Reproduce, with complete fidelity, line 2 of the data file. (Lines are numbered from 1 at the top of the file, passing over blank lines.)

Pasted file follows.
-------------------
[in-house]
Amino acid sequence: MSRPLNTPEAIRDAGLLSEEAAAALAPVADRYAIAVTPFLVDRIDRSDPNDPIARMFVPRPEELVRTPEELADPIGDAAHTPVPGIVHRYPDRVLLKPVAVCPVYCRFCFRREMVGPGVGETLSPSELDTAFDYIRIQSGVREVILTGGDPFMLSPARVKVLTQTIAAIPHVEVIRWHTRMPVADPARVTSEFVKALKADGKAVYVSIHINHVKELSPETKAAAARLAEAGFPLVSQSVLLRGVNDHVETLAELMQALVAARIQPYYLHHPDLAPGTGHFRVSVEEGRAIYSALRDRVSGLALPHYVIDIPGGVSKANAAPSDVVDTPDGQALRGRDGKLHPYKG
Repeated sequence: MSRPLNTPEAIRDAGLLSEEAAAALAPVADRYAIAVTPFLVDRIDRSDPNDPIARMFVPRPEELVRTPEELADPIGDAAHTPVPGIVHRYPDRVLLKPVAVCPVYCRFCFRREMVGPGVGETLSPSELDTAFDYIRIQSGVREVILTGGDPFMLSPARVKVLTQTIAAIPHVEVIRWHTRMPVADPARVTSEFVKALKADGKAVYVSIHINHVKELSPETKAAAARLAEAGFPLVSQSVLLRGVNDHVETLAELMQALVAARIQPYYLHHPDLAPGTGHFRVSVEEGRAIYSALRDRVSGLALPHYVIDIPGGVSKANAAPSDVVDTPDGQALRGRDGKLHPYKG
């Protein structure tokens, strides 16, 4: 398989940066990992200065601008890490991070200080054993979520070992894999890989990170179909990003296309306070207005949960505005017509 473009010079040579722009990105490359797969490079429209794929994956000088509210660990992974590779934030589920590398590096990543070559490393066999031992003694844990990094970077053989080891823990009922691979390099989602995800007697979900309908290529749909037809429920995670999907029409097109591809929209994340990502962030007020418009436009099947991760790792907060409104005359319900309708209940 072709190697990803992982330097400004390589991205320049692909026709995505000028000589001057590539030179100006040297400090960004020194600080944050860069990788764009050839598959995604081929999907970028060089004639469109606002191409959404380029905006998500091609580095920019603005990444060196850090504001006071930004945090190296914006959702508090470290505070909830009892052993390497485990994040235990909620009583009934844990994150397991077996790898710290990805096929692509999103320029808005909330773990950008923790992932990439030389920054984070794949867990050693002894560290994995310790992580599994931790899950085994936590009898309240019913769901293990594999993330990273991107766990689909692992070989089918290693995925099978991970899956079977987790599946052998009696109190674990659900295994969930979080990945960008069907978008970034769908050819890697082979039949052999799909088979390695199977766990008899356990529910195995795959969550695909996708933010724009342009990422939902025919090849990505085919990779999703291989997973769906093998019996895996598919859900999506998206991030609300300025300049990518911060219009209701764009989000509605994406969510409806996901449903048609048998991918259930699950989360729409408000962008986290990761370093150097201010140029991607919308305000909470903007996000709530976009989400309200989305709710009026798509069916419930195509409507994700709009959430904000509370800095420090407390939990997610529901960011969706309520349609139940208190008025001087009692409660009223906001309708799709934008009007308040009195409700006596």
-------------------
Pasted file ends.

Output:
Amino acid sequence: MSRPLNTPEAIRDAGLLSEEAAAALAPVADRYAIAVTPFLVDRIDRSDPNDPIARMFVPRPEELVRTPEELADPIGDAAHTPVPGIVHRYPDRVLLKPVAVCPVYCRFCFRREMVGPGVGETLSPSELDTAFDYIRIQSGVREVILTGGDPFMLSPARVKVLTQTIAAIPHVEVIRWHTRMPVADPARVTSEFVKALKADGKAVYVSIHINHVKELSPETKAAAARLAEAGFPLVSQSVLLRGVNDHVETLAELMQALVAARIQPYYLHHPDLAPGTGHFRVSVEEGRAIYSALRDRVSGLALPHYVIDIPGGVSKANAAPSDVVDTPDGQALRGRDGKLHPYKG